Hence, since inevitable necessity requires that the supreme Being, as a whole, be lacking to no place or time, and no law of place or time prevents it from being simultaneously in every place or time; it must be simultaneously present in every individual place or time. For, because it is present in one place, it is not therefore prevented from being present at the same time, and in like manner in this, or that other, place or time.

Nor, because it was, or is, or shall be, has any part of its eternity therefore vanished from the present, with the past, which no longer is; nor does it pass with the present, which is, for an instant; nor is it to come with the future, which is not yet.

For, by no means is that Being compelled or forbidden by a law of space or time to exist, or not to exist, at any place or time—the Being which, in no wise, includes its own existence in space or time. For, when the supreme Being is said to exist in space or time, although the form of expression regarding it, and regarding local and temporal natures, is the same, because of the usage of language, yet the sense is different, because of the unlikeness of the objects of discussion. For in the latter case the same expression has two meanings, namely: (1) that these objects are present in those places and times in which they are said to be, and (2) that they are contained by these places and times themselves.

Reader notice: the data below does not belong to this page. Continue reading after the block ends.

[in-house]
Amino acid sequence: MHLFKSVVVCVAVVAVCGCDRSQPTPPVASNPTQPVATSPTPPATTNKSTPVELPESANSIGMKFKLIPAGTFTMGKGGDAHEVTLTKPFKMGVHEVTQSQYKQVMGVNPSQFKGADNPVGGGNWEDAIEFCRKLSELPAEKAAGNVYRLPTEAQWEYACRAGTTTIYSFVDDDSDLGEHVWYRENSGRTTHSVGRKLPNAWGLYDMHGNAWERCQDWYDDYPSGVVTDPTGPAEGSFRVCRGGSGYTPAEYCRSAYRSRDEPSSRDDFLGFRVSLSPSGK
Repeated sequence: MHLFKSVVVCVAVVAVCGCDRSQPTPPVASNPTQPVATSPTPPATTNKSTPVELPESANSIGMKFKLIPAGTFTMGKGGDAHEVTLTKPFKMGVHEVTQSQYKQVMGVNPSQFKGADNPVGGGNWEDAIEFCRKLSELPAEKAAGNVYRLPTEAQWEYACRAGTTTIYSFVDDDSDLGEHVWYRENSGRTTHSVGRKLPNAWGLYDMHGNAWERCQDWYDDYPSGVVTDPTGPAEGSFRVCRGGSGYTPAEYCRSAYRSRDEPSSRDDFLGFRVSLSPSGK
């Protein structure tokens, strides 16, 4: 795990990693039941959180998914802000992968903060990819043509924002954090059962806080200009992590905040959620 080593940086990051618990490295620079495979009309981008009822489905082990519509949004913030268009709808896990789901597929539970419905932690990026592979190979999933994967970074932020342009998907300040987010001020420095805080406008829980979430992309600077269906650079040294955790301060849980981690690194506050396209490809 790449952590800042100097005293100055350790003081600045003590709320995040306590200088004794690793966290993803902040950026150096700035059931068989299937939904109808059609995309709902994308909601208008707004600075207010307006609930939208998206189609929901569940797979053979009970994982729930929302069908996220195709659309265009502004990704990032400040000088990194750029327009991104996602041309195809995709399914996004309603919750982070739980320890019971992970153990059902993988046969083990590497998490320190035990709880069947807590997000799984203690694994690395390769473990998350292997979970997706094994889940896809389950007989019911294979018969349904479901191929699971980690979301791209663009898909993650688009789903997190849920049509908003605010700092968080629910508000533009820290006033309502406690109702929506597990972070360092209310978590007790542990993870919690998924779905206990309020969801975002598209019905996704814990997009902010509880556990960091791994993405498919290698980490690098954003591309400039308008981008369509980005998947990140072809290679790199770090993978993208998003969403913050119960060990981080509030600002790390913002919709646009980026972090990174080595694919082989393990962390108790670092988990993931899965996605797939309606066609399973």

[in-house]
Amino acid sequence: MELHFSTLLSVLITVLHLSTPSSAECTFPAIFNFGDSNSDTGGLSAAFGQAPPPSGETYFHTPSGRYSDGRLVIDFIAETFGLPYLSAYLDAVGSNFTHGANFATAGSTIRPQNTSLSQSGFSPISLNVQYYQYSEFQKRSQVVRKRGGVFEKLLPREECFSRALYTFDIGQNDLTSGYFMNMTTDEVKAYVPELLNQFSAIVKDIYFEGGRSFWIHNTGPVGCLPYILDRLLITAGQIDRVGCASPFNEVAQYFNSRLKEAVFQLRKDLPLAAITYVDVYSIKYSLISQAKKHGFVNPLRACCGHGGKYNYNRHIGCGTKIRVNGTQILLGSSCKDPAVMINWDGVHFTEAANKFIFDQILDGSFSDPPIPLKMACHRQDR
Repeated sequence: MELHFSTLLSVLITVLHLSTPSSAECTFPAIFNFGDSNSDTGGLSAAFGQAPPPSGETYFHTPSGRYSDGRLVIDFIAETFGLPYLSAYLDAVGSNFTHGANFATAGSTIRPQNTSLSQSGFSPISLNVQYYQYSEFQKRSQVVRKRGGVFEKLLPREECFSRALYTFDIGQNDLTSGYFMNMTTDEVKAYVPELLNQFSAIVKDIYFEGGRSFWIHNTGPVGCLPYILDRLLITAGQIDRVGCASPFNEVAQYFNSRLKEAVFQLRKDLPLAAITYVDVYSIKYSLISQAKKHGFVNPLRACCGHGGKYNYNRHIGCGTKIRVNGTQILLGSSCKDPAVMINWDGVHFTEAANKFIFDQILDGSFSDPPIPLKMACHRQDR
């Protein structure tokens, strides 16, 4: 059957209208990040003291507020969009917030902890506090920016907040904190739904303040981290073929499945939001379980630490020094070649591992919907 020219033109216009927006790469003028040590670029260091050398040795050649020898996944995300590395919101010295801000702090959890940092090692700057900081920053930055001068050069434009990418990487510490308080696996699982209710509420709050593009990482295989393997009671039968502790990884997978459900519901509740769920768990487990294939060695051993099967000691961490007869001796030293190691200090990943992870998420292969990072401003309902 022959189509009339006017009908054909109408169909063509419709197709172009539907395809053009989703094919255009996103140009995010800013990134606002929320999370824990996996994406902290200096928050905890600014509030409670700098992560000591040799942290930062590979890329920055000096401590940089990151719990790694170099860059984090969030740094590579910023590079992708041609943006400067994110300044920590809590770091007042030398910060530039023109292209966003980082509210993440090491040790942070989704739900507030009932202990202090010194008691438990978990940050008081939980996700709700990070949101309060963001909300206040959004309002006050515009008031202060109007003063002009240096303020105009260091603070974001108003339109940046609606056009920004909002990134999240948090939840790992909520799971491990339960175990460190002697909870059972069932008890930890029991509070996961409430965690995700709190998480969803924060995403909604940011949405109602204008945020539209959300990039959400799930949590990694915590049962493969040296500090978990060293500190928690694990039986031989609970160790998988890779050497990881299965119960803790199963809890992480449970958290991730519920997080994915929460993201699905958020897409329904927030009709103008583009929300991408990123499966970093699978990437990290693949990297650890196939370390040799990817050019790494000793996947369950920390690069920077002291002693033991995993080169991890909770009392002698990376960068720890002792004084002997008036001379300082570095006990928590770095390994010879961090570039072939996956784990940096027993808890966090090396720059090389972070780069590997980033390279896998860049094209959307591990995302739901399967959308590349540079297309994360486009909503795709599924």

But in the case of the supreme Being, the first sense only is intended, namely, that it is present; not that it is also contained. If the usage of language permitted, it would, therefore, seem to be more fittingly said, that it exists with place or time, than that it exists in place or time. For the statement that a thing exists in another implies that it is contained, more than does the statement that it exists with another.

In no place or time, then, is this Being properly said to exist, since it is contained by no other at all. And yet it may be said, after a manner of its own, to be in every place or time, since whatever else exists is sustained by its presence, lest it lapse into nothingness. It exists in every place and time, because it is absent from none; and it exists in none, because it has no place or time, and has not taken to itself distinctions of place or time, neither here nor there, nor anywhere, nor then, nor now, nor at any time; nor does it exist in terms of this fleeting present, in which we live, nor has it existed, nor will it exist, in terms of past or future, since these are restricted to things finite and mutable, which it is not.

And yet, these properties of time and place can, in some sort, be ascribed to it, since it is just as truly present in all finite and mutable beings as if it were circumscribed by the same places, and suffered change by the same times.

We have sufficient evidence, then, to dispel the contradiction that threatened us; as to how the highest Being of all exists, everywhere and always, and nowhere and never, that is, in every place and time, and in no place or time, according to the consistent truth of different senses of the terms employed.